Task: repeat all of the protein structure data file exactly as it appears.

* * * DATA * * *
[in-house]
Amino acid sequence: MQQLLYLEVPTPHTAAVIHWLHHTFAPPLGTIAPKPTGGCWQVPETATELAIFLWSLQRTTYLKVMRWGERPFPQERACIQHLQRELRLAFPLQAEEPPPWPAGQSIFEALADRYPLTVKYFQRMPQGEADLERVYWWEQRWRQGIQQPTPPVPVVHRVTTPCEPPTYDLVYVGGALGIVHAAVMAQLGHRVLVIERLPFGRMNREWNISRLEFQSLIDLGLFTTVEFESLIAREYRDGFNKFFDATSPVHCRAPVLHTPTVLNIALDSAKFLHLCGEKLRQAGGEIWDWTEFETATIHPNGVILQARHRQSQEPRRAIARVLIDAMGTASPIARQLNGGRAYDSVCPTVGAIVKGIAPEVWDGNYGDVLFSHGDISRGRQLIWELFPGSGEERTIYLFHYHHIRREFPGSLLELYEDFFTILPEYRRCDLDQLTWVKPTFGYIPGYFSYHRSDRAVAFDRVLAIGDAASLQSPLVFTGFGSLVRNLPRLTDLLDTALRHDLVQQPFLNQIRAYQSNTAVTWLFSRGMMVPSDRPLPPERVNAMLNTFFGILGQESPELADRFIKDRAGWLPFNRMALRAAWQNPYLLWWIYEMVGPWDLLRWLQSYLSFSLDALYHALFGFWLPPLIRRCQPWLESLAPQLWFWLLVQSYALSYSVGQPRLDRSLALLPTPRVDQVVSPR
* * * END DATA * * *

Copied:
[in-house]
Amino acid sequence: MQQLLYLEVPTPHTAAVIHWLHHTFAPPLGTIAPKPTGGCWQVPETATELAIFLWSLQRTTYLKVMRWGERPFPQERACIQHLQRELRLAFPLQAEEPPPWPAGQSIFEALADRYPLTVKYFQRMPQGEADLERVYWWEQRWRQGIQQPTPPVPVVHRVTTPCEPPTYDLVYVGGALGIVHAAVMAQLGHRVLVIERLPFGRMNREWNISRLEFQSLIDLGLFTTVEFESLIAREYRDGFNKFFDATSPVHCRAPVLHTPTVLNIALDSAKFLHLCGEKLRQAGGEIWDWTEFETATIHPNGVILQARHRQSQEPRRAIARVLIDAMGTASPIARQLNGGRAYDSVCPTVGAIVKGIAPEVWDGNYGDVLFSHGDISRGRQLIWELFPGSGEERTIYLFHYHHIRREFPGSLLELYEDFFTILPEYRRCDLDQLTWVKPTFGYIPGYFSYHRSDRAVAFDRVLAIGDAASLQSPLVFTGFGSLVRNLPRLTDLLDTALRHDLVQQPFLNQIRAYQSNTAVTWLFSRGMMVPSDRPLPPERVNAMLNTFFGILGQESPELADRFIKDRAGWLPFNRMALRAAWQNPYLLWWIYEMVGPWDLLRWLQSYLSFSLDALYHALFGFWLPPLIRRCQPWLESLAPQLWFWLLVQSYALSYSVGQPRLDRSLALLPTPRVDQVVSPR